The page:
Alice took a phone call so Melinda agreed to brush my hair. This time she whispered compliments about its color and softness. She eventually ditched the brush and used her fingers, tracing my hairline and pulling at strands. Her affection came off as genuine, and it honestly felt pretty good to be lovingly touched without any sexual pressure. I was becoming a believer.
Pamela Martinez, the owner of the apartment, led me into her room and told me to sit on her bed. There were Christmas lights on the wall and harps on either side of the room. “I’m going to begin by offering you a choice,” she said, showing me a silver tray filled with makeup brushes. “Pick one.”
Pamela then lightly brushed my palms and fingertips, tracing my hand and offering me more whispered encouragement. “I like to imagine that with each brush I bring your inner beauty closer to the surface,” she said. She then brushed started to brush my face. “As we explore the sounds and the feelings of this brush, I want you to remember that it’s the brush you chose and it’s special because you chose it,” she said. “It is your desire that led you to it, and I like to think of brushing your face as a way of helping you clear your desires.”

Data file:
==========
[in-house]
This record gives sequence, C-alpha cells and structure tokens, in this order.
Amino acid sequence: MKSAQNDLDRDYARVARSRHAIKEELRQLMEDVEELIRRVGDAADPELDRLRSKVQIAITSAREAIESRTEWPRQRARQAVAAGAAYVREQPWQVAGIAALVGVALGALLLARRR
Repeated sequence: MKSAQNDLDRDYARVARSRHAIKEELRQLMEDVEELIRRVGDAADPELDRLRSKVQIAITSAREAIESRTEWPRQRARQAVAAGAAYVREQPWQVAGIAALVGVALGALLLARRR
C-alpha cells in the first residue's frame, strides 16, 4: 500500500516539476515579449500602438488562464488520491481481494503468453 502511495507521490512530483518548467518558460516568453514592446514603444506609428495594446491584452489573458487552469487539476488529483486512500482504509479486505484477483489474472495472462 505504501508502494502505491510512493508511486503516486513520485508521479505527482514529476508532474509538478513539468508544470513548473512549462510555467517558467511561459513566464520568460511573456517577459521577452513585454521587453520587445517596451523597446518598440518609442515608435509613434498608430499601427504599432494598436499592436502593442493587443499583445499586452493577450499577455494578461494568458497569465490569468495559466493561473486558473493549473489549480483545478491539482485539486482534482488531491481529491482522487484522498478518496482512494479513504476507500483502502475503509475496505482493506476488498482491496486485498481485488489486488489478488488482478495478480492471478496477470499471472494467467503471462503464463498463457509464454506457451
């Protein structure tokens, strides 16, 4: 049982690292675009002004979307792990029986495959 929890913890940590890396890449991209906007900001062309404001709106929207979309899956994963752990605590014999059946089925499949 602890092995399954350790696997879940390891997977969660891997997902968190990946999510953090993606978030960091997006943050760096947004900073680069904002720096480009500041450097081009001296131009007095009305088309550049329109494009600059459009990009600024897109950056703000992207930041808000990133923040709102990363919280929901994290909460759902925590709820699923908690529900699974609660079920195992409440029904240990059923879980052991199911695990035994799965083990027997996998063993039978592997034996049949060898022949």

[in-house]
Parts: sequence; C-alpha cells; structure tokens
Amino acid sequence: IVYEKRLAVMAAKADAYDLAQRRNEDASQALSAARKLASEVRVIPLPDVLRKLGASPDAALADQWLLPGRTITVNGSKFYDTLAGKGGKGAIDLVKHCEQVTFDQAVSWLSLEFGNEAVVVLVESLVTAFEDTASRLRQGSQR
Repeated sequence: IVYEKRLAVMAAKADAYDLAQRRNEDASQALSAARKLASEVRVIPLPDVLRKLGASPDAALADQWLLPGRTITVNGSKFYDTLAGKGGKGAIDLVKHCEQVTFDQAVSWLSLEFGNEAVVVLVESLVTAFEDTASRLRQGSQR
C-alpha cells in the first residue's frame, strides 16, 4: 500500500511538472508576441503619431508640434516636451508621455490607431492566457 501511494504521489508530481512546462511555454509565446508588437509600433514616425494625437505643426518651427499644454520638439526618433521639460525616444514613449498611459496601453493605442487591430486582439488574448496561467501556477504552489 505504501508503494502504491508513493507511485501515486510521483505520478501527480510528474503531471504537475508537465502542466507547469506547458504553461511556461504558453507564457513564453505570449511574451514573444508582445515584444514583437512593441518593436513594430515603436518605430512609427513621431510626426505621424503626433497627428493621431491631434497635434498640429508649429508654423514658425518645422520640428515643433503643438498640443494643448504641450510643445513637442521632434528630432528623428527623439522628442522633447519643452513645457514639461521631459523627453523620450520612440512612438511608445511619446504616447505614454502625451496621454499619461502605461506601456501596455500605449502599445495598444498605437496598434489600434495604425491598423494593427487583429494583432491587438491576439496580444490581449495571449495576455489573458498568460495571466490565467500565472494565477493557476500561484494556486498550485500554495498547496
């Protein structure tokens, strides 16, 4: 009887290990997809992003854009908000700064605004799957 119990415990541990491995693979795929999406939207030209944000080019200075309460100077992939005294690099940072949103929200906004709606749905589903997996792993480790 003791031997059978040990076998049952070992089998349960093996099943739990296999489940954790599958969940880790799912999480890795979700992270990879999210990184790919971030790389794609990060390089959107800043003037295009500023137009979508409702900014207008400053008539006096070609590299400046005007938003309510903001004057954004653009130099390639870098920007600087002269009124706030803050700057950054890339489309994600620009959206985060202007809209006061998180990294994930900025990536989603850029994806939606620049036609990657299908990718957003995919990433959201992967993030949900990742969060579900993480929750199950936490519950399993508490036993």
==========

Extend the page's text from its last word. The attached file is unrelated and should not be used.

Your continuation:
ASMR is triggered through light sensations, which forces people to concentrate on tiny feelings in very specific areas of the body. “It’s all about small details, small feelings,” she whispered, “slowing your time down so that you can appreciate and enjoy details.” Once I eventually let go of the fact that a complete stranger was touching me so gently, I felt a light vibration throughout my body that was almost meditative. By the time I finally started getting over my anxieties with random people touching me and started to relax, the session was over.
Melinda escorted me to the front door, telling me that guides usually keep their guests blindfolded until the very end and leave them outside without saying goodbye. “We don’t want to have to break into small talk and go back into normal life again,” she said.
She guided me down the stairs and onto the sidewalk. The trucks on the overpass nearby were louder than usual and the sun burned my eyes. It felt like I pressed a reset button for my senses. I turned around to tell her how good I felt but she had already shut the door.